Fom eNewsletter 3/20/2019
DID YOU KNOW that in a Cell Reports study, researchers found evidence that intermittent fasting affects circadian clocks in the liver and skeletal muscle, causing them to rewire their metabolism, which can ultimately lead to improved health and protection against aging-associated diseases?
HEART ASSOCIATIONS' ABOUT FACE
Bonnie & Steve: We had to do a double-take to make sure the following statements were made by American College of Cardiology (ACC) and American Heart Association (AHA).
During a press conference this week, presidents of the both the ACC and AHA discussed the goals for the 2019 ACC/AHA Guideline on the Primary Prevention of Cardiovascular Disease.
"What we're here to talk about today is the fact is that through lifestyle choices and modifications, nearly 80% of all cardiovascular disease can be prevented. These 2019 prevention guidelines look at the whole person and how individuals, working hand in hand with their clinicians and physicians, can manage their vulnerabilities."
"Healthy lifestyle is the most important part of prevention throughout the entire lifespan, but these guidelines also look at prevention from a new lens of social determinants of health. Based on scientific evidence, we now know that only 10% to 20% of our health is actually determined by the healthcare that we receive, and 70% to 80% is impacted by social determinants of health."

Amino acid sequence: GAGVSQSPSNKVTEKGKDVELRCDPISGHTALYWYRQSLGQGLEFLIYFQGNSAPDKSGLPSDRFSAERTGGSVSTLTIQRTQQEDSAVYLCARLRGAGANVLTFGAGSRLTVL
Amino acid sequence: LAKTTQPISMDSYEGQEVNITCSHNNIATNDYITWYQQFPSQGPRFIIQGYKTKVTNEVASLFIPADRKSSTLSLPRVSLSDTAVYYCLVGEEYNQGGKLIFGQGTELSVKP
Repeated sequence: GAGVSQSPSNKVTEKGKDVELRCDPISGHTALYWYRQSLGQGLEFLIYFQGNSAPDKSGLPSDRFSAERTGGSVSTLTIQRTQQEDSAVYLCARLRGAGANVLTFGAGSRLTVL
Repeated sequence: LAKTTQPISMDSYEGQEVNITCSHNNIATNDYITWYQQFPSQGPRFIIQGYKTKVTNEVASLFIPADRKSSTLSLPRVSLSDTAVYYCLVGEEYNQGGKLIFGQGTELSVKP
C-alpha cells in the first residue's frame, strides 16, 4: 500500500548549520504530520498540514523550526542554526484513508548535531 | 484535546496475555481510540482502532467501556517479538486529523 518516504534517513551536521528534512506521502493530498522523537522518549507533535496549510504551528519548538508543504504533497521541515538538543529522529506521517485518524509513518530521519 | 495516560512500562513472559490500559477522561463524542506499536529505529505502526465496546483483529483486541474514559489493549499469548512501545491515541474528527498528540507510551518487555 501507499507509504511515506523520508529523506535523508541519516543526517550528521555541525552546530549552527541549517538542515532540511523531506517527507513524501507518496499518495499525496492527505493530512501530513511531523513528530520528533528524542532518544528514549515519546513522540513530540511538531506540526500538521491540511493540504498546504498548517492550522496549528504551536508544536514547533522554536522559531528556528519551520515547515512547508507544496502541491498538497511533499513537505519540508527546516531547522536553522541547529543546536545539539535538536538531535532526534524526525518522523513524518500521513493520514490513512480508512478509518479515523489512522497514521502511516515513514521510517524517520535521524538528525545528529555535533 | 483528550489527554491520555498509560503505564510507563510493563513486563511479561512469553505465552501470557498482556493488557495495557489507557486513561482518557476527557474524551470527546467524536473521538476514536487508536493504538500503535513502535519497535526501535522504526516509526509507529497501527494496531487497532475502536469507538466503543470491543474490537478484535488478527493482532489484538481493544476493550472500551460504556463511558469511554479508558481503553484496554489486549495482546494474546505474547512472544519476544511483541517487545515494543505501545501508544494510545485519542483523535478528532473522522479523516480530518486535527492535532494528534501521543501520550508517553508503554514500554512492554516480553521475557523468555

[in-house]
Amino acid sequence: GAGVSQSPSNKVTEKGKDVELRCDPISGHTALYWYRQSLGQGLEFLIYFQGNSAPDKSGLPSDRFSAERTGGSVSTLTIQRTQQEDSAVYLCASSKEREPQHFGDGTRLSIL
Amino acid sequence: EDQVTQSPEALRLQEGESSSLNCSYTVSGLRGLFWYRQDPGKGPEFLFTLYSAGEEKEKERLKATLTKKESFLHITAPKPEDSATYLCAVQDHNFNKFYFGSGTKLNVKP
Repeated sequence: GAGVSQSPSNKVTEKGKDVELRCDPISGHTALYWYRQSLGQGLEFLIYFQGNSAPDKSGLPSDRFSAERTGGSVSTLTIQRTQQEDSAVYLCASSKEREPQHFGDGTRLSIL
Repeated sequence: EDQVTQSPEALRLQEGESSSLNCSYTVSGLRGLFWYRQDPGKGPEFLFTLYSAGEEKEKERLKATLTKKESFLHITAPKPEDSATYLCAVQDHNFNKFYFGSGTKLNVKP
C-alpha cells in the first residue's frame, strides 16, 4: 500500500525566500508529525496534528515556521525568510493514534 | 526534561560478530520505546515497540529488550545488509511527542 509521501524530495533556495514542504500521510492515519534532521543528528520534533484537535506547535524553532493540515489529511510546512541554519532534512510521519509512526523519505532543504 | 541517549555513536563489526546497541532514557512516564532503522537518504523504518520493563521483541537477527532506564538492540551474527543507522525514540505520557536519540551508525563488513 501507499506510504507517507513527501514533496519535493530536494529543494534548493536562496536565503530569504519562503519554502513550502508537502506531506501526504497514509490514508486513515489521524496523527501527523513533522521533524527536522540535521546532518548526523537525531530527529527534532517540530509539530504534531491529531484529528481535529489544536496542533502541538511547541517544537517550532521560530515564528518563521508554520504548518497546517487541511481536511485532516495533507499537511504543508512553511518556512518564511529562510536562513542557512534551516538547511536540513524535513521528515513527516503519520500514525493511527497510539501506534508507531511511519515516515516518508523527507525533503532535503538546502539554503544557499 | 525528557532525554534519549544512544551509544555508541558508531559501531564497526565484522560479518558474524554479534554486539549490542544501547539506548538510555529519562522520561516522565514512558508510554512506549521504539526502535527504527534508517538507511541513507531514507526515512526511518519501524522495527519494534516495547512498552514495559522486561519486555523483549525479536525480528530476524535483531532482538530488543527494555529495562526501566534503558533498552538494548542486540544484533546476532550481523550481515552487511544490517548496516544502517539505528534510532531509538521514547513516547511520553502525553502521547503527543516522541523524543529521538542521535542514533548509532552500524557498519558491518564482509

Of course, the devil is in the details. When going through the guidelines with a fine tooth-comb, there wasn't anything too new. However, the general tone and philosophical statements made by both groups is cause for celebration.
There was one titanic about-face.
One of the major changes is the recommendation against the broad use of aspirin in primary prevention, after numerous trials called the balance of risk and benefit with treatment into question.
Low-dose aspirin now has a recommendation of no, occasionally yes. Aspirin might be considered for primary prevention among select adults 40 to 70, who are at very high CVD risk but not at increased bleeding risk. There is a "harm" recommendation that low-dose aspirin should not be used routinely for those over 70, or those at any age with an increased risk of bleeding.
There is a sense of vindication for us after decades of fighting an uphill battle against the broad use of aspirin.
Hopefully, the big picture messages made by the ACC and AHA will trickle down to the rank and file who actually fight the good fight!
TIP FOR AGE-RELATED LANGUAGE FAILURE
One of the most common age-related language failures is the "tip-of-the-tongue" state...this article is reserved for NCI Well Connect Members. You can get this article by signing up here.
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